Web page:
The now notorious Gucci fashion house had humble beginnings before winning over the world with its vision of glamour and grandiosity. Hailing from Florence Italy, the founder of the Italian label, Guccio Gucci, found inspiration when he worked as a bell boy at the Savoy Hotel in London, England. Guccio became fascinated with the elite clientele and their luxurious luggage, and often eavesdropped on conversations to learn about the fabulous lives of his guests. Upon returning to Florence, Guccio became intent on creating a product that would appeal to Europe’s high society. To do so, he combined the exceptional Italian craftsmanship that he learned from his leatherworking father, with the interests of aristocratic Europeans at the time. It was then that his equestrian-influenced leather luggage goods were born. He conceived a centrally running green and red striped webbing inspired by a horse’s webbed saddle girth, and cast horsebit detailing onto many of his accessories, curating a collection of high-status pieces with subtle nods to the ritzy riding lifestyle.
As with most European fashion houses in the early 1940s, the house of Gucci experienced extreme shortages of materials due to the wartime rationing. Despite the uncertainty of retaining his new atelier, Guccio Gucci did not buckle. He adapted his brand by introducing new signatures to the luggage lines, allowing for less of the dwindling materials to be needed for his designs. Substituting leather for cotton and hemp, the craftsman began printing an exclusive bespoke design on a natural canvas base, with the dark brown repeating diamond print being coined Diamante. The Diamante canvas continued to be used after the rationing ended, as it came to be a symbol of luxury and exclusivity.
Several years later, the launch of Gucci’s first flagship store in the US was marked by tragedy, when only a couple of weeks after the grand opening in 1953, Guccio Gucci suddenly passed away. It was shortly after his untimely death that the second iconic Gucci print was created. A tribute to the late entrepreneur, the interlocking GG monogram was crafted by Guccio’s son, Aldo, in an homage to his late father’s initials.
The expansion to the US market proved immensely profitable for the designer fashion house, as Hollywood starlets and American politicians were immediately hooked on the Italian label. In the early 1960s, first lady and fashion icon Jacqueline Kennedy-Onassis was photographed wearing Gucci’s Constance Bag, and the style was aptly renamed the Gucci Jackie Bag, with her blessing. Offering a slouched leather hobo bag frame with a piston-lock closure, the luxury-bohemian style silhouette surged into the 1970s, with Kennedy herself purportedly having six different variations in her personal collection.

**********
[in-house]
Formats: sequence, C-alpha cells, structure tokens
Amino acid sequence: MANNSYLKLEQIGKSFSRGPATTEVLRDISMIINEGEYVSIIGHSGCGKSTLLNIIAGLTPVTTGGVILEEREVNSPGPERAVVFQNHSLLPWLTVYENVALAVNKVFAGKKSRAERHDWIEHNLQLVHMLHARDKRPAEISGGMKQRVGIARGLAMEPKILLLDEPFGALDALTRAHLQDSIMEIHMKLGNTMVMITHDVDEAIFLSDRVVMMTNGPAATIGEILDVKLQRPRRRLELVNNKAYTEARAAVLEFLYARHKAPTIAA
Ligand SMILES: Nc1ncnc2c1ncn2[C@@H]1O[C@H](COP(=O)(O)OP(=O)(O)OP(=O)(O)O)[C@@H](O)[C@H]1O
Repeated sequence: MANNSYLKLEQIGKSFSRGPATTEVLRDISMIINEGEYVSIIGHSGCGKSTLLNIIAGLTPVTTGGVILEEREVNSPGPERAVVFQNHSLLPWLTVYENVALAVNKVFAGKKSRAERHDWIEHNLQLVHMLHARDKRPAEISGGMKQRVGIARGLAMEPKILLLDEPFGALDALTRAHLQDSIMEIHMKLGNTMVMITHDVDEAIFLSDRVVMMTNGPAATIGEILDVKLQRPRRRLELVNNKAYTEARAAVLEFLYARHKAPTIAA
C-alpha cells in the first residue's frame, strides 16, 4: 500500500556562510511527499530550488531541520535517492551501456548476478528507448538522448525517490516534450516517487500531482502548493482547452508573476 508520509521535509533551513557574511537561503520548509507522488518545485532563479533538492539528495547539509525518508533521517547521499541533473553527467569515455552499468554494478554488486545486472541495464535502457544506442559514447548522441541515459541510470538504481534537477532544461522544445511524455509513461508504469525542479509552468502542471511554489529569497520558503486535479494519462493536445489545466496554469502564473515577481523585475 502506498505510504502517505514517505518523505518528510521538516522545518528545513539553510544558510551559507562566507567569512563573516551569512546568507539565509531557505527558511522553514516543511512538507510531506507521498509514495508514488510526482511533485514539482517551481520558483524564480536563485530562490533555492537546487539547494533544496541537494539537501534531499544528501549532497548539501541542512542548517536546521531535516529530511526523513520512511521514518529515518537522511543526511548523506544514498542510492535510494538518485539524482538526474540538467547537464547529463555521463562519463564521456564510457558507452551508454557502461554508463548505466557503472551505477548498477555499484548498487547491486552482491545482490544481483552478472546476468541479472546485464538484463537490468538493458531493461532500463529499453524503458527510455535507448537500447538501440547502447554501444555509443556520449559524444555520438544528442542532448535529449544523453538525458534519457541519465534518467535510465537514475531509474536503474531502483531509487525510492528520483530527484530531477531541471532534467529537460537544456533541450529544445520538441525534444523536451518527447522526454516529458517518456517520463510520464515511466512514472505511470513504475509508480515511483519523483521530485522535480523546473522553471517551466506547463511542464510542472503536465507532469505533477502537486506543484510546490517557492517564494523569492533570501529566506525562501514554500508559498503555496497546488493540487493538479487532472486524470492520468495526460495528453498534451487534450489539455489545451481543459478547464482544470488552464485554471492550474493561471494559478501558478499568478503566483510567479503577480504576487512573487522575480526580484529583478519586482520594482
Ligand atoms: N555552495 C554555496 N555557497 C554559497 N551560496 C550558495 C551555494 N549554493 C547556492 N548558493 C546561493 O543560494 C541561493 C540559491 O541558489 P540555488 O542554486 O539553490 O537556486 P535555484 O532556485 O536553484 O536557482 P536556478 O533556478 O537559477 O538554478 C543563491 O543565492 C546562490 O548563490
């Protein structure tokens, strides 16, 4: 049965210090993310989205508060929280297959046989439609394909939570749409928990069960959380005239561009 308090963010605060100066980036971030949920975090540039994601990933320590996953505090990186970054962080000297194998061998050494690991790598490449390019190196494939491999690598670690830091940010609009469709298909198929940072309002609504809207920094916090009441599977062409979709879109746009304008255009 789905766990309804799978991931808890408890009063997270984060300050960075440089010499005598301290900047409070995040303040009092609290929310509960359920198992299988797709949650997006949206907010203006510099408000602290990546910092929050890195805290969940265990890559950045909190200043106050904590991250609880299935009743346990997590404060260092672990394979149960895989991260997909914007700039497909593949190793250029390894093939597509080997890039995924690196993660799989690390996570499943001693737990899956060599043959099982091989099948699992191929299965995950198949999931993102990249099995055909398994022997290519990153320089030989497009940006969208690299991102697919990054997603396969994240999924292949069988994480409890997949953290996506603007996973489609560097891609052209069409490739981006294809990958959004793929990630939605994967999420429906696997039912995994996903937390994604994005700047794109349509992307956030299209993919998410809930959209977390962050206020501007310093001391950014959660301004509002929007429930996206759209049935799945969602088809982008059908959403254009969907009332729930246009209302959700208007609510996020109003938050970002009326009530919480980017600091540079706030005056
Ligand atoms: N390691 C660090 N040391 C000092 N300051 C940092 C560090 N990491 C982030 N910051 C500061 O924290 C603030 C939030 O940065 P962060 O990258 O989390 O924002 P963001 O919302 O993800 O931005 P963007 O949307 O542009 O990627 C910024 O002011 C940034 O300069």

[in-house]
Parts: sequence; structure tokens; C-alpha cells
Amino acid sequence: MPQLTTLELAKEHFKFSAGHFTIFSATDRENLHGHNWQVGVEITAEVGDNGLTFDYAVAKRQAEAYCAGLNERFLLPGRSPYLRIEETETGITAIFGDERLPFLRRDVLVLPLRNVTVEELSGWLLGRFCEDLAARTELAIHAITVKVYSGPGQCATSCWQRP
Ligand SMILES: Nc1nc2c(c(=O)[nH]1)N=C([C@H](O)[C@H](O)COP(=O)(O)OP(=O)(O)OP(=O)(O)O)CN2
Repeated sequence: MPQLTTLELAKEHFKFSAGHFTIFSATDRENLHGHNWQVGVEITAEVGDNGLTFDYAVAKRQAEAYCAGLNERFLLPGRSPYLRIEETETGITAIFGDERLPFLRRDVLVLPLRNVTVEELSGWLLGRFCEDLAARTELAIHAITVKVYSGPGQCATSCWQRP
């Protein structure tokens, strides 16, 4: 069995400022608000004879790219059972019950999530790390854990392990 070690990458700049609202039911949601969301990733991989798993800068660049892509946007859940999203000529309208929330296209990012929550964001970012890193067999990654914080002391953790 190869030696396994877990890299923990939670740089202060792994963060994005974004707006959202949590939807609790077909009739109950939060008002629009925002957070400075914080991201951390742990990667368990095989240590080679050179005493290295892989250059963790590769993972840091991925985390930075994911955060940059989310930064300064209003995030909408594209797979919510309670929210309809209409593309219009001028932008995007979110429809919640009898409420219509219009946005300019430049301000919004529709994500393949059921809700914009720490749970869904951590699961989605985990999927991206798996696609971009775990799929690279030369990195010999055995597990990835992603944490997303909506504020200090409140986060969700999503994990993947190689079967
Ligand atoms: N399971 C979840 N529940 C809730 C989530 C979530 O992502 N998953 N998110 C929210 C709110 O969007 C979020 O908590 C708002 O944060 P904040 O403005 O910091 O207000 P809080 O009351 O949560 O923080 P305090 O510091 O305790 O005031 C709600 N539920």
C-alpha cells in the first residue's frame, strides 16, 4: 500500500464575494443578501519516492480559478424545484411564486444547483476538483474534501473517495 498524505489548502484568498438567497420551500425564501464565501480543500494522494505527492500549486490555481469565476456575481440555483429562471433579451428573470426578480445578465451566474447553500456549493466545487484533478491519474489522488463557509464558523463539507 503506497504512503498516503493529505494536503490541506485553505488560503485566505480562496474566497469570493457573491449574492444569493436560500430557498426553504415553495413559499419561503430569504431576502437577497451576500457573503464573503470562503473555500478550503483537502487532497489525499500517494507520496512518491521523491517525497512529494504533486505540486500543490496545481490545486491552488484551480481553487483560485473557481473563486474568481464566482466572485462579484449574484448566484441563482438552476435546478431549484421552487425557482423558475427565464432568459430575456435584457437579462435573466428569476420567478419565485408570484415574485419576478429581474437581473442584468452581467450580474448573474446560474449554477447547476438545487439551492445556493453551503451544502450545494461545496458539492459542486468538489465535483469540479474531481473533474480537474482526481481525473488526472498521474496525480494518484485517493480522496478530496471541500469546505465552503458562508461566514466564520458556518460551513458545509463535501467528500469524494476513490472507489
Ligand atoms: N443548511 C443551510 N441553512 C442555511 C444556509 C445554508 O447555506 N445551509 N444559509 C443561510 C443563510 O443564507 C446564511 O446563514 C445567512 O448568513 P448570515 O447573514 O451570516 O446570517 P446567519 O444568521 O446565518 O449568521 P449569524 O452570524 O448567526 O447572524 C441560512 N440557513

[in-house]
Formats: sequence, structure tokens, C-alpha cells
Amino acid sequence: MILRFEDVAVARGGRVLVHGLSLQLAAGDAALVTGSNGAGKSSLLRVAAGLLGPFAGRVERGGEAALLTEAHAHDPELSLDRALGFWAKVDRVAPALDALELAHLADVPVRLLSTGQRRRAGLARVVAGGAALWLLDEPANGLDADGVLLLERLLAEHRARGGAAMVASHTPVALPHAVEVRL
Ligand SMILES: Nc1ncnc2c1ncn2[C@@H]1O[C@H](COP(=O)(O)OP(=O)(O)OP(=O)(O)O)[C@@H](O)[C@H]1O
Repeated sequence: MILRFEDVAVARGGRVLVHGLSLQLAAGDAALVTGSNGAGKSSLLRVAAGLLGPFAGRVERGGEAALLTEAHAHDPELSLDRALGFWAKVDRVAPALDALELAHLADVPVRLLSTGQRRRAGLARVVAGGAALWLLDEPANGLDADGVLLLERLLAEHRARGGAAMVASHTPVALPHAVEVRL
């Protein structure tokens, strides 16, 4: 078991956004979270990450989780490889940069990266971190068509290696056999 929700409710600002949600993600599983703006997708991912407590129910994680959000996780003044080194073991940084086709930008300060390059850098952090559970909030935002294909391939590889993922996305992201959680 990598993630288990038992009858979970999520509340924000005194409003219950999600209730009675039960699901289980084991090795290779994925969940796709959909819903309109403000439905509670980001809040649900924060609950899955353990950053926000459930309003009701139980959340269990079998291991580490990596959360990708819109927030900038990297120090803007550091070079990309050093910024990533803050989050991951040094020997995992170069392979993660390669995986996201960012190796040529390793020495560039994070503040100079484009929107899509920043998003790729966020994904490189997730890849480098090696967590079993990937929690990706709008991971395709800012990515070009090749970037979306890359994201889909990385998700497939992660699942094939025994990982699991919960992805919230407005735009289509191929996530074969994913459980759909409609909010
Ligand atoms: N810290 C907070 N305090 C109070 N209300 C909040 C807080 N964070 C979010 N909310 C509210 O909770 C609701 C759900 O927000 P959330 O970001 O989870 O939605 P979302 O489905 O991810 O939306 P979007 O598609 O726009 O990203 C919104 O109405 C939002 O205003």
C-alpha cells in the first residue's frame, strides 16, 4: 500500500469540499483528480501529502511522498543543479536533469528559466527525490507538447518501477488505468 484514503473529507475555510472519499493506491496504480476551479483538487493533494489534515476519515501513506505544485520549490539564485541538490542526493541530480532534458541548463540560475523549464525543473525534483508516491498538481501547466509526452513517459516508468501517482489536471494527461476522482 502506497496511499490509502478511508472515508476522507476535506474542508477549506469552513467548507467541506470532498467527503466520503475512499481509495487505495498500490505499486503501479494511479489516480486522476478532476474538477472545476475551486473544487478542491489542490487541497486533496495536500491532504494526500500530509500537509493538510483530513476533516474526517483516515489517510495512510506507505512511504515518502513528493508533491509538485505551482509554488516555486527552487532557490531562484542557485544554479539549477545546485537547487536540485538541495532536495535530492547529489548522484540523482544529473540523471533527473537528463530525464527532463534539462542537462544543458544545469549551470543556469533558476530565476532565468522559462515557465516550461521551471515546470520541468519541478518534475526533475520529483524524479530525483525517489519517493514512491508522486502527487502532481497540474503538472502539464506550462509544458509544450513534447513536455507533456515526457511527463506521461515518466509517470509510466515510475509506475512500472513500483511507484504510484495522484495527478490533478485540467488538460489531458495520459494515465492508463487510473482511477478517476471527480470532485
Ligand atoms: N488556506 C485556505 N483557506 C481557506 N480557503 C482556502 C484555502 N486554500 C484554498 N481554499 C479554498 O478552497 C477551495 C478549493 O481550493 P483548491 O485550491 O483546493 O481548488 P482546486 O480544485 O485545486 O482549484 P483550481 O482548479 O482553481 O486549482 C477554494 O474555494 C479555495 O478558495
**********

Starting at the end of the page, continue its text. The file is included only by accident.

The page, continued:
Designer hobo bags have since been recreated by many fashion brands; although, the Gucci Jackie Bag holds acclaim for the style’s burgeoning beginnings. Nowadays, the Italian fashion house has reimagined the Gucci Jackie Bag in a variety of iterations, with the Gucci Jackie 1961 Shoulder Bag being particularly coveted among today’s collectors of preloved designer handbags.
Princess Grace Kelly of Monaco was known for her love of scarves and twillys, having been famously photographed at the Rome 1960 Olympics in a variety of chic luxury scarf-adorned outfits. In 1966, when Princess Grace purchased a green bamboo bag at Gucci’s Milan store, Guccio’s son Rodolfo set out to have known artist Vittorio Accornero create a bespoke silk accessory to complement her new handbag. In taking the assignment, Accornero drew inspiration from the Goddess of Flora’s dress in the Italian Renaissance painting Primavera by Sandro Botticelli. Princess Grace Kelly’s custom Gucci print consisted of 37 colors and depicted 43 different types of flowers, plants, and insects. The print was named Flora and soon became a coveted design, adorning Gucci shoes, Gucci fashion, and Gucci handbags. The Flora solidified itself as symbol of Gucci’s affinity for colorful dandyism and decadent whimsy.
The next era of Gucci was one marked by scandal. Guccio’s grandson, Maurizio Gucci, whose murder was allegedly arranged by his ex-wife, Patrizia Reggiani, garnering a lot of negative attention. The public airing of their family’s dirty laundry lead to a decline in sales and temporarily tainted the public perception.
In the mid '90s, the house of Gucci earned a much-needed revival, as designer Tom Ford was appointed Creative Director, upheaving the brand with a fresh and youthful look. Ford's controversial collections focused on sleek silhouettes with a heavy sex appeal that left the dark history of the brand decidedly in the past.
After Ford’s departure to head up his own luxury label, a number of designers took turns at the helm of Gucci's creative, all of whom managed to maintain Gucci’s prominence in the luxury arena. It is only with the current Creative Director, Alessandro Michele, that Gucci went back to its roots. Michele set out to restore Gucci’s iconic look, capturing the maximalist dandyism that characterized Gucci during its prime as he reimagined the androgynous glam of the 1970s with a modern vibrance. As the brand continues to thrive under his leadership, the Gucci name remains one heavily coveted by many.